CASE 10972 Published on 11.05.2013

Foreign body of organic origin, in the orbit



Case Type

Clinical Cases


Feidias Metaxas 1 ,Maria Michailidou 2 ,Linda Metaxa 3 ,Afroditi Xaritanti 4

Feidias Metaxas AHEPA Hospital Thessaloniki, St. Kiriakides Str. 1, 54636 Email:
Maria Michailidou AHEPA Hospital Thessaloniki, St. Kiriakides Str. 1, 54636
Linda Metaxa AHEPA Hospital Thessaloniki, St. Kiriakides Str. 1, 54636
Afroditi Haritanti AHEPA Hospital Thessaloniki, St. Kiriakides Str. 1, 54636

1 years, male

Area of Interest Emergency, Eyes ; Imaging Technique CT
Clinical History
A 1-year-old child was admitted from the outpatient department because of irritability, with concomitant erythema, oedema and pain of the right eye. During the clinical examination, a slight exopthalmus was determined together with the inability of internal and external rotation of the ocular bulb.
Imaging Findings
The CT examination showed free air inside the right orbit, exopthalmus and inflammatory changes of the periorbital fat (Fig. 1) under the ocular bulb. The extraocular muscles were not affected and the ocular bulb was intact (Fig. 2, 3). Due to the clinical picture and inability of a clear clinical history together with the CT images, a first diagnosis of orbital cellulitis and a possible abscess formation was speculated.
Α month later the patient was re-admitted due to reappearance of the initial clinical symptoms. A new CT examination showed improvement of the inflammatory signs of the eye (Fig. 4a, b). A more detailed study was instigated and the presence of a foreign body alongside the ocular bulb extending up to the supratemporal fossa was suspected. It had characteristic high densities as that of the soft tissue. The third CT, after 15 days of treatment, clearly presented a foreign body as a well defined solid mass of soft tissue density with a specific longitudinal shape (Fig. 5a, b, c)
Foreign body detection especially of organic origin can be very difficult, even more so when children are involved without any visible signs of point of entry [1]. Even slight injuries are overlooked most of the times. Wood as an organic matter is a very good substrate for the development of bacteria, eventually leading to inflammation with abscess formation [2]. Simple X-rays are most of the time unable to detect foreign bodies. CT has the ability to differentiate between matters depending on its consistency: solid, porous, green, or dehydrated. The most common foreign bodies found are metallic objects and glass [3]. Sometimes these objects penetrate the orbit and are found in neighbouring areas such as the paranasal sinuses and nasal cavity or inside the cranium itself [4, 5]. Findings vary from simple lacerations, erythema and oedema localised at the point of entry to functional disturbance of the orbital muscles and injury to the ocular bulb itself [5] and free orbital air. Rarely, complications such as cellulitis and abscess formation have also been described. The intracranial complications such as CSF leakage meningitis and abscess formation have a worse outcome (48% abscess formation, 25 % mortality rate) [5]. Foreign bodies that don’t have high densities share characteristics usually similar to air bubbles or bony parts [5] but in the case of subacute or chronic trauma present in the form of a mass caused by granulomatous reactions. In these cases MRI can often provide the solution. Wooden object densities depend on its water content which varies from very low to very high [5]. Foreign bodies are great mimickers. Many times they can be confused with fatty tissue [6], or free air which can occasionally be found within the bulb [5, 7]. It has been reported that HU units of wood can increase with time [8, 9]. In the beginning, if it is porous, it mimics air. In this phase the presence of air inside the orbit could be attributed to a fracture of the paranasal sinuses, trauma or an organic foreign body. In the subacute phase, wood presents as an intermediate density and can be very difficult to differentiate between surrounding tissues. In chronic phases densities become greater than the densities of the orbital muscles [5]. In addition it could be combined with an inflammatory response surrounding the foreign body which is seen as a homogenous mass. The changes in density are related to the gradual replacement of air with fluid. Another factor playing an important role of the density of the organic matter in different stages is the structure itself [5].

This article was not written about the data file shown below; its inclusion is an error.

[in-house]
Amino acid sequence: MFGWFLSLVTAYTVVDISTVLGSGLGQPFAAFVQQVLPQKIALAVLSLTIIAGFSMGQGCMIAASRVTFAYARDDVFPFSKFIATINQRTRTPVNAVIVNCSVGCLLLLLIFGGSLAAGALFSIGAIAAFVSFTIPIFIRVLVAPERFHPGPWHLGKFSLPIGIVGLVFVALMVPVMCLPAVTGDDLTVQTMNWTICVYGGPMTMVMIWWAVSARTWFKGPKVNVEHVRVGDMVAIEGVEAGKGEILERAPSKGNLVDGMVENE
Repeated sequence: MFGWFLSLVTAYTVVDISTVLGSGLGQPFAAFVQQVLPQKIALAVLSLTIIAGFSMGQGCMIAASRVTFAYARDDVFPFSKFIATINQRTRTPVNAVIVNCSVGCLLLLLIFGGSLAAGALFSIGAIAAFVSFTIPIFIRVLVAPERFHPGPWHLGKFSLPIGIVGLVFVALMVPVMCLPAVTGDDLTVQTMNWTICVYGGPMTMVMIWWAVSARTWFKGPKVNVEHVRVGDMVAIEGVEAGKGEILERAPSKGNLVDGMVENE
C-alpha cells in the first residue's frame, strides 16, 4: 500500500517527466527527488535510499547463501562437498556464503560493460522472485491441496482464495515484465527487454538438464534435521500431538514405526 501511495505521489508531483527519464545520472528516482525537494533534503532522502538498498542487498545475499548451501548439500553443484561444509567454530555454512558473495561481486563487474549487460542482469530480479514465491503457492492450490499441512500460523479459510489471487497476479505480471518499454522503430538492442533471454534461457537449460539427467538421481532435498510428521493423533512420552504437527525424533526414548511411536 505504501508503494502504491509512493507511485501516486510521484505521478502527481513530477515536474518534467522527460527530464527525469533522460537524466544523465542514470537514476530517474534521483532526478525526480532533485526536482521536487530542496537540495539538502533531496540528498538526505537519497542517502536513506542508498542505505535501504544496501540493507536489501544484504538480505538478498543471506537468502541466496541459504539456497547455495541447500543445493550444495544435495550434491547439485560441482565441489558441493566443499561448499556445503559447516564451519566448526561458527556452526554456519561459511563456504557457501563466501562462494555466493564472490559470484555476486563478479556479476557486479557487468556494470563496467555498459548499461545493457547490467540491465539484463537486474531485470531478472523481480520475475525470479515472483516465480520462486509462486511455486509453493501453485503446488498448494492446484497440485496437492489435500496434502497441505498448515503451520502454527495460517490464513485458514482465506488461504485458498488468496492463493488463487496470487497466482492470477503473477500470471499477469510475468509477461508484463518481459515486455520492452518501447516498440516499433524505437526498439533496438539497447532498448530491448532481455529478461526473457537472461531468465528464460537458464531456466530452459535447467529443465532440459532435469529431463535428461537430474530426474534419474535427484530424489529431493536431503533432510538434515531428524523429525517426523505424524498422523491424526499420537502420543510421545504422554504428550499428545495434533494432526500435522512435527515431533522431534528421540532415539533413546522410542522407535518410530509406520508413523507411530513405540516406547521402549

Differential Diagnosis List
Cellulitis caused by intraorbital foreign body
Infected mucocele that erodes into the orbit
Infection of the teeth
Fracture of paranasal sinuses
Foreign body
Histiocytosis X
Final Diagnosis
Cellulitis caused by intraorbital foreign body
Case information
DOI: 10.1594/EURORAD/CASE.10972
ISSN: 1563-4086